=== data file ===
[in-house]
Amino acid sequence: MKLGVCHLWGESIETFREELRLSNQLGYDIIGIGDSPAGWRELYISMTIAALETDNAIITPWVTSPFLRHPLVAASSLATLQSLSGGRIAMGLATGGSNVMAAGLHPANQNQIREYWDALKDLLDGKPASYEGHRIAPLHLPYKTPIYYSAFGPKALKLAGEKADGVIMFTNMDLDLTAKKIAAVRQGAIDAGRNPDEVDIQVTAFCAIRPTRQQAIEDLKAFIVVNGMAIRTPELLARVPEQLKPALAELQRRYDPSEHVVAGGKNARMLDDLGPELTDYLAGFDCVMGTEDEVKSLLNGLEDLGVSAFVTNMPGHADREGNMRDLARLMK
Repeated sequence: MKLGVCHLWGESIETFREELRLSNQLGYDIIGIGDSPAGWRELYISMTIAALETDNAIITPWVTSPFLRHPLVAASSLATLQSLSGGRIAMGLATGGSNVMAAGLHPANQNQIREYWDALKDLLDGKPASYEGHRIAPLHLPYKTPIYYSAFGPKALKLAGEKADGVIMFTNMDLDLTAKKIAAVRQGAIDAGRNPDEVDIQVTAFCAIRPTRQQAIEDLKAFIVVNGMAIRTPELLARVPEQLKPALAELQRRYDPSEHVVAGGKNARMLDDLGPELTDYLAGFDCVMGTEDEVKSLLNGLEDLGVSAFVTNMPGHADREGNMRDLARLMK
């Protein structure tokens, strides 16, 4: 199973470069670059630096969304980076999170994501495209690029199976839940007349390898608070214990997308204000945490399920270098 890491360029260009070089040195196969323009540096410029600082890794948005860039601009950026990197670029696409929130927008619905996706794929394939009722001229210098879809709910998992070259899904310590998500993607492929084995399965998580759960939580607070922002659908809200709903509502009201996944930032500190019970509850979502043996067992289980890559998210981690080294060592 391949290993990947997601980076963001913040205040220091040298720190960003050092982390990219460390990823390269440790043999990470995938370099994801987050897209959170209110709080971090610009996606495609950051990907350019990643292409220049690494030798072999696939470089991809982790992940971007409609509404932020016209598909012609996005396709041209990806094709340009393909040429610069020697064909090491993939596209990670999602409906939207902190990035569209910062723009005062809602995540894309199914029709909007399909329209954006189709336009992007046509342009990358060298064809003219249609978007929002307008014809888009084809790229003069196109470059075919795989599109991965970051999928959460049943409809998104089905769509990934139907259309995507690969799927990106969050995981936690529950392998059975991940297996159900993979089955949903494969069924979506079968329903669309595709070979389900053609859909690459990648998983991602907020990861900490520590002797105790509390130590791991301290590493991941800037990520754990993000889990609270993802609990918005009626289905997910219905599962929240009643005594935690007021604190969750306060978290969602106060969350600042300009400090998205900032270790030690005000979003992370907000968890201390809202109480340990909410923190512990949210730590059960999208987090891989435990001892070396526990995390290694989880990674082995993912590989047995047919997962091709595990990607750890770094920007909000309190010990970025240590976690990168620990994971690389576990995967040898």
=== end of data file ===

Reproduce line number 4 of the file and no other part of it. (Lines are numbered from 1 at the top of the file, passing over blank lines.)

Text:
């Protein structure tokens, strides 16, 4: 199973470069670059630096969304980076999170994501495209690029199976839940007349390898608070214990997308204000945490399920270098 890491360029260009070089040195196969323009540096410029600082890794948005860039601009950026990197670029696409929130927008619905996706794929394939009722001229210098879809709910998992070259899904310590998500993607492929084995399965998580759960939580607070922002659908809200709903509502009201996944930032500190019970509850979502043996067992289980890559998210981690080294060592 391949290993990947997601980076963001913040205040220091040298720190960003050092982390990219460390990823390269440790043999990470995938370099994801987050897209959170209110709080971090610009996606495609950051990907350019990643292409220049690494030798072999696939470089991809982790992940971007409609509404932020016209598909012609996005396709041209990806094709340009393909040429610069020697064909090491993939596209990670999602409906939207902190990035569209910062723009005062809602995540894309199914029709909007399909329209954006189709336009992007046509342009990358060298064809003219249609978007929002307008014809888009084809790229003069196109470059075919795989599109991965970051999928959460049943409809998104089905769509990934139907259309995507690969799927990106969050995981936690529950392998059975991940297996159900993979089955949903494969069924979506079968329903669309595709070979389900053609859909690459990648998983991602907020990861900490520590002797105790509390130590791991301290590493991941800037990520754990993000889990609270993802609990918005009626289905997910219905599962929240009643005594935690007021604190969750306060978290969602106060969350600042300009400090998205900032270790030690005000979003992370907000968890201390809202109480340990909410923190512990949210730590059960999208987090891989435990001892070396526990995390290694989880990674082995993912590989047995047919997962091709595990990607750890770094920007909000309190010990970025240590976690990168620990994971690389576990995967040898």